Image by Vicki Nunn from Pixabay

MY FATHER’S BLAZER

“You will grow up and be a loser like your father”
My mother told me
She points at me with her left hand
The flesh and bone revolver
Her index finger is a barrel
The thumb a hammer
The three folded fingers a cylinder
But it is her ring finger I fear the most
It is the chamber that loads
What once was a marriage ring
Now melted into a bullet
Let the ring finger not align with the index finger
I prayed silently.

I, a twelve year old stand helplessly
In front of her drab bedroom door
I am a door nail where she hangs
My father’s grey blazer
The only souvenir of her failed marriage
I never knew that a thing made of fabric
Can be this heavy
Especially a thing of a man gone
Its shoulder pads are on my elbows
Its vent on my heels
The ambers that once glowed in my mother’s eyes
Are buried in its inner pockets.

There is a foul smell on this blazer
In my mother’s nostrils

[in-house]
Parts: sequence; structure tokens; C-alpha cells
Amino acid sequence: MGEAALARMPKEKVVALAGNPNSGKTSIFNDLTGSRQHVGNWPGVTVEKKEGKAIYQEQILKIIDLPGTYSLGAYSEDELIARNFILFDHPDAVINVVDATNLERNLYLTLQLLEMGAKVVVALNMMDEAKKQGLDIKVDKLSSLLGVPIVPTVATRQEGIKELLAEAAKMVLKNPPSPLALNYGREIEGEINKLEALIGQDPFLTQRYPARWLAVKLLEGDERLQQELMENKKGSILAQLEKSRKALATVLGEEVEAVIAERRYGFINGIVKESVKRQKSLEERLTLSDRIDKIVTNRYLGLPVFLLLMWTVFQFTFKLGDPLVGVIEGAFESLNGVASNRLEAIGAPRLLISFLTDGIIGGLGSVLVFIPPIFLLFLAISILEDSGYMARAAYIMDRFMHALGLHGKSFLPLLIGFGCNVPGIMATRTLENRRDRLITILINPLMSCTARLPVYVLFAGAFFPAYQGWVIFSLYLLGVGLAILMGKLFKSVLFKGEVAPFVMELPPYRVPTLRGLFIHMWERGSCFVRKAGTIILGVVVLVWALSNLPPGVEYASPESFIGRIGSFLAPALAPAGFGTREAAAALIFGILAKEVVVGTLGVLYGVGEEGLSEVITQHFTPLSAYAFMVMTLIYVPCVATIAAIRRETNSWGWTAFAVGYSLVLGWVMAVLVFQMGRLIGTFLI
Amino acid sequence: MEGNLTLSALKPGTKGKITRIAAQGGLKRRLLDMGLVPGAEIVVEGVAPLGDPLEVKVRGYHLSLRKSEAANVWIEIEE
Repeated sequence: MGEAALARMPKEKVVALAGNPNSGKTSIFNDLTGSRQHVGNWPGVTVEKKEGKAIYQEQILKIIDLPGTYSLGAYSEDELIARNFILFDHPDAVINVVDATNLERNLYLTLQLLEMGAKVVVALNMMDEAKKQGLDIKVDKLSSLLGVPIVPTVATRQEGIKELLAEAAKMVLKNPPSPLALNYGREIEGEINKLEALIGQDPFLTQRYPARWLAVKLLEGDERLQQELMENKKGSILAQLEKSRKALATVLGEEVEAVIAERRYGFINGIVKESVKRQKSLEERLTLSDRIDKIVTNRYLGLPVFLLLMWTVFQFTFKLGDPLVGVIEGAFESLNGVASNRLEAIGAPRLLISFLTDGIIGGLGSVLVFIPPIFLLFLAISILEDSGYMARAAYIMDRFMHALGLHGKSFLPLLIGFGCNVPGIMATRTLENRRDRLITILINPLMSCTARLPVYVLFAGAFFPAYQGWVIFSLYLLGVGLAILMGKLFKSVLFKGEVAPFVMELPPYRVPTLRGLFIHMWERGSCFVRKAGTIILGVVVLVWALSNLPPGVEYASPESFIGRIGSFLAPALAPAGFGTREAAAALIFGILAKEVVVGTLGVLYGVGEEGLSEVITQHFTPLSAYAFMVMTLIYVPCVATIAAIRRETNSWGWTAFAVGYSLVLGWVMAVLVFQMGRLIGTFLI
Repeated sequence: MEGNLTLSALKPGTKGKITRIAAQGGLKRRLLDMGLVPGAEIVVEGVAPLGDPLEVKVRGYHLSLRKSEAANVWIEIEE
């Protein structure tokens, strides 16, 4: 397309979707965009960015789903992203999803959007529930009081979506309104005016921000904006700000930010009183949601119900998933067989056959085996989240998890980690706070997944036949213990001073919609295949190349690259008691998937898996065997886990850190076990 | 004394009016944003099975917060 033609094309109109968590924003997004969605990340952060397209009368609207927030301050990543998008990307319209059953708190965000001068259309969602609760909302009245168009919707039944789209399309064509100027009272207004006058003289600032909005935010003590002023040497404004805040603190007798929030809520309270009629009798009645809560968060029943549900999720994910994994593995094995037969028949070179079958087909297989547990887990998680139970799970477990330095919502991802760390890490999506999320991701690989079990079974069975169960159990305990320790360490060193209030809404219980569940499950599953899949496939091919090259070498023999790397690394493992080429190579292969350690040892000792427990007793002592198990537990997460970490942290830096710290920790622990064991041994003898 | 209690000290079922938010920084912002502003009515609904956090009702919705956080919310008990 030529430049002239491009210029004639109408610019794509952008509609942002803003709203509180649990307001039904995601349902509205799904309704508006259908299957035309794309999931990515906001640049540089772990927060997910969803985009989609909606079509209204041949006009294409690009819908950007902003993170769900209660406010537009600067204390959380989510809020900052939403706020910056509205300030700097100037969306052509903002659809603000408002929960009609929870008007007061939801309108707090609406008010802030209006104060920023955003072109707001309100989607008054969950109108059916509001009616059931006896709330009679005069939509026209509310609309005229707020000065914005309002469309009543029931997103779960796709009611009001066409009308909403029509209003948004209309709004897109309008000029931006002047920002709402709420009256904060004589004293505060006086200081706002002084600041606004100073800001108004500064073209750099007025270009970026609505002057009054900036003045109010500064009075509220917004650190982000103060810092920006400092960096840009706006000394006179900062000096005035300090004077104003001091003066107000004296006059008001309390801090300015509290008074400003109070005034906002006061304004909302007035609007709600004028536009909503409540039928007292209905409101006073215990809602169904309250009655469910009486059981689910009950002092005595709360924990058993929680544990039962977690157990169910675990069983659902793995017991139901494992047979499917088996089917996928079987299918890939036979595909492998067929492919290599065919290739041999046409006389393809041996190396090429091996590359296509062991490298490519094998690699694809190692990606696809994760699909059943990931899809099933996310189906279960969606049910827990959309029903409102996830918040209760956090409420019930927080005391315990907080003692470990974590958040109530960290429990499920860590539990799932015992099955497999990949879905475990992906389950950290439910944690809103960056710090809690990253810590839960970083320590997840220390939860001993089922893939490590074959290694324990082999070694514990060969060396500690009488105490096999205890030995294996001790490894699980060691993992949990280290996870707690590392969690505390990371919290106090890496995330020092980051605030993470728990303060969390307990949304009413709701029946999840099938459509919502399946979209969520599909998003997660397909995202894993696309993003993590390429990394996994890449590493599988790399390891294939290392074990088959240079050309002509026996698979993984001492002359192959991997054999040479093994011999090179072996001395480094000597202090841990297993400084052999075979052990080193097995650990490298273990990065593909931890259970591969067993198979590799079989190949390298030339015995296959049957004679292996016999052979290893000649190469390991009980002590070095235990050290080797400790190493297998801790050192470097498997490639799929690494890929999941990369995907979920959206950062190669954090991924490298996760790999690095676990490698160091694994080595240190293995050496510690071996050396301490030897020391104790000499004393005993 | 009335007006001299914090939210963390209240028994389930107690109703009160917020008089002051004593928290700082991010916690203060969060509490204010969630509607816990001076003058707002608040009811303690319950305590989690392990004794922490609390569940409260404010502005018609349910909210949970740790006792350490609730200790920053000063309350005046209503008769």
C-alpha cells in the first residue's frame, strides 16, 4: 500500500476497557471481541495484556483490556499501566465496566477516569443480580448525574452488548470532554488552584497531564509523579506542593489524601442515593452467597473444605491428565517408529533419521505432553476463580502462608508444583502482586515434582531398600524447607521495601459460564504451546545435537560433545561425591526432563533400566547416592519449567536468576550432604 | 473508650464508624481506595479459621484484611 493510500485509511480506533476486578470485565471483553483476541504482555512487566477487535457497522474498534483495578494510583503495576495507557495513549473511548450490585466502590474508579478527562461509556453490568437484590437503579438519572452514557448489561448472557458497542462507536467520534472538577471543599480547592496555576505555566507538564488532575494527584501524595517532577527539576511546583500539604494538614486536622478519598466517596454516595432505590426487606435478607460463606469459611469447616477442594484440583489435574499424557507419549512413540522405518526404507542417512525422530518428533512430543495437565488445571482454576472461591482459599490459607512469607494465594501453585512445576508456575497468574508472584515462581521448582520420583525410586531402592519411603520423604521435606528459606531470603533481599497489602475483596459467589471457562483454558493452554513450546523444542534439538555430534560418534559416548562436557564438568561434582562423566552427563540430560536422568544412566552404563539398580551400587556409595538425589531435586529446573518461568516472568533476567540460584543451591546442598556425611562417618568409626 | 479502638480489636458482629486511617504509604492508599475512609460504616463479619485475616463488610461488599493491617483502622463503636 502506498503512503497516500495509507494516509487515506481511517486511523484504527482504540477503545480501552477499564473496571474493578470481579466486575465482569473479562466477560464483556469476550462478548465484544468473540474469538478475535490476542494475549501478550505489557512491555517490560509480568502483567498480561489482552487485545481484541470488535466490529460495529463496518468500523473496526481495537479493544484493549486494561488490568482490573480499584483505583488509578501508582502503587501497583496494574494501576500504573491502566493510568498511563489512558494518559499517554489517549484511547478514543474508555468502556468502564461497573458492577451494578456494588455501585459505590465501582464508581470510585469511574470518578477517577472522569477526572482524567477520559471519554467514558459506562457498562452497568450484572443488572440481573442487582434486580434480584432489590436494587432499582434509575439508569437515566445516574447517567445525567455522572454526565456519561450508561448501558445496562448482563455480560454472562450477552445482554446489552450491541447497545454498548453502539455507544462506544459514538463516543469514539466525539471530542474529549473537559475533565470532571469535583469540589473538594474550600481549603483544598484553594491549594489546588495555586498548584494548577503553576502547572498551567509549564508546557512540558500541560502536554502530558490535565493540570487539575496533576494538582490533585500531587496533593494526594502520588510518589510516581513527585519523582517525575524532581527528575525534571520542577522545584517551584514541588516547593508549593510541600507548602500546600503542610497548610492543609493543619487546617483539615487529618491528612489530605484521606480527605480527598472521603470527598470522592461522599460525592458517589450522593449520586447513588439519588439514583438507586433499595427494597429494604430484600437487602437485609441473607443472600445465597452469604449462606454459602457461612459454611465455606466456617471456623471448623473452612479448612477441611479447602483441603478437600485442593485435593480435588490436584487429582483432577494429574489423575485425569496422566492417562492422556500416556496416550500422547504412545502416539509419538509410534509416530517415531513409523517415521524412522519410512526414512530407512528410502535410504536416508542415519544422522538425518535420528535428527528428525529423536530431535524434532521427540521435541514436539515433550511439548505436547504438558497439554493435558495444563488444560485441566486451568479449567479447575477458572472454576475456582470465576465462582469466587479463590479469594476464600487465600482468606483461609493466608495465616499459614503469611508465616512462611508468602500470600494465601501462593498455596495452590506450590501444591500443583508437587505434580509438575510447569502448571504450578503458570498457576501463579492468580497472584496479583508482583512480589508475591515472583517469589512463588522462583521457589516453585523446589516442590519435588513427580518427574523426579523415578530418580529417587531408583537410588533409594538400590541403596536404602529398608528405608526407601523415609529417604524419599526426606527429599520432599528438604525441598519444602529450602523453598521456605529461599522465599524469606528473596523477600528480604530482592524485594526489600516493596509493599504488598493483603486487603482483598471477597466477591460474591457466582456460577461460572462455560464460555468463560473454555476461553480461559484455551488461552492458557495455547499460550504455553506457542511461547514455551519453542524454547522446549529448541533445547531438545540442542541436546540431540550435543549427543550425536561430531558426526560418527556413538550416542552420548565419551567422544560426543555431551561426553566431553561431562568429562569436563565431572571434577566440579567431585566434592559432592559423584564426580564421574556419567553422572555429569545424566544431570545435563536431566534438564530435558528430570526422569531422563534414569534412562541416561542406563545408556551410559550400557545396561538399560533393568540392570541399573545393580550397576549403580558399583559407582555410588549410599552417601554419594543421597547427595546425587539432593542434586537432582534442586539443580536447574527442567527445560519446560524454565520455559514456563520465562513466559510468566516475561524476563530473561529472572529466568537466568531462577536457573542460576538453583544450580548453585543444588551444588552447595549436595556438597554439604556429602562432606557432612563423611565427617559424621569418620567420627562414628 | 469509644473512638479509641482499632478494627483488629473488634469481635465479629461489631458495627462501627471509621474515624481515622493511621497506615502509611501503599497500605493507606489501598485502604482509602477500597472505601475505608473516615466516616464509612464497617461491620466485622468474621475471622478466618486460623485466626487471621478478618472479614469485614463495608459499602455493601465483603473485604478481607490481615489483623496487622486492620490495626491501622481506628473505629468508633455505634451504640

I am the smell of damp
The smell of mould…
Her former husband’s cologne
Gone wrong.



Phelelani Makhanya is a writer born in South Africa KZN Province. His work has been published in major South African literary journals like New Contrast, Botsotso and others. His poems have also been published in The Kalahari Review and Praxis Magazine Online .He has performed his poetry around the country which includes Poetry Africa 2011 and Poetry Africa 2018. His debut poetry collection This Time I Shall Not Cry was published in 2018 by VHAKOLOLO PRESS. Phelelani Makhanya resides in Durban, South Africa.

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